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Global Financial Crisis

A severe world-wide economic financial crisis beginning with the collapse of the investment bank Lehman Brothers on 15/9/2008 and resulting in bail outs and other fiscal measures to prevent the collapse of the world financial system. The crisis caused a global economic downturn and the greatest financial crisis since the Great Depression of the 1930s

The global financial crisis, also known as the Great Recession, was a period of economic downturn that affected much of the world in the late 2000s. It was triggered by a crisis in the global banking system, which was caused in part by the widespread practice of issuing risky sub-prime mortgages to borrowers who were unable to repay them.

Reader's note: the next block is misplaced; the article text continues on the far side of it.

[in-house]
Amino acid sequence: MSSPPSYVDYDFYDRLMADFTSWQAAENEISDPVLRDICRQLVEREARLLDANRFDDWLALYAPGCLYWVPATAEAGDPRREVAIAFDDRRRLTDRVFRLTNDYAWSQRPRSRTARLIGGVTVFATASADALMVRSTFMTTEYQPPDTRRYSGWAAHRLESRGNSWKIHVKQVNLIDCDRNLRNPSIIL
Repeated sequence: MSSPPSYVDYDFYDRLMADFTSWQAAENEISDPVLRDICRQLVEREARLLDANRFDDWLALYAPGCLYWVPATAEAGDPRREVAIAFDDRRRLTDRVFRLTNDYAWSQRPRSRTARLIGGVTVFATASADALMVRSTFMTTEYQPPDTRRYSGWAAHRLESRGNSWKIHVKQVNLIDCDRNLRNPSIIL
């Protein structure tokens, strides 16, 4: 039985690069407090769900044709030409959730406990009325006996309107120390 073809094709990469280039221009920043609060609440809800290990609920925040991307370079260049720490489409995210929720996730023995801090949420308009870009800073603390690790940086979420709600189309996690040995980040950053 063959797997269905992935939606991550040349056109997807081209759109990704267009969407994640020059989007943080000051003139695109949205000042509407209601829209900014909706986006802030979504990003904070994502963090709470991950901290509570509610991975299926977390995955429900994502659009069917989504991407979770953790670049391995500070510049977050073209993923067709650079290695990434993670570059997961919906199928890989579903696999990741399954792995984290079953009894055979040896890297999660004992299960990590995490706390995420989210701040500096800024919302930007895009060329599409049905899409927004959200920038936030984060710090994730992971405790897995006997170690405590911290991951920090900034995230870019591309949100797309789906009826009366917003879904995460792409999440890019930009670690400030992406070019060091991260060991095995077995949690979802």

As the housing market collapsed, the value of mortgage-backed securities (which were held by banks and other financial institutions) plummeted, leading to a wave of defaults and foreclosures. This, in turn, caused a credit crunch as banks became hesitant to lend and investors became wary of risky assets. The crisis spread to other parts of the global financial system, and many economies around the world entered into recession.

The global financial crisis had far-reaching effects, including high levels of unemployment, declining asset prices, and a slowdown in global trade. Governments and central banks took a variety of measures to try to stabilize the financial system and stimulate economic growth, including bailouts of troubled financial institutions, monetary policy easing, and fiscal stimulus. The crisis eventually began to abate in the latter part of 2009, but its effects were still being felt in many parts of the world for several years afterward.

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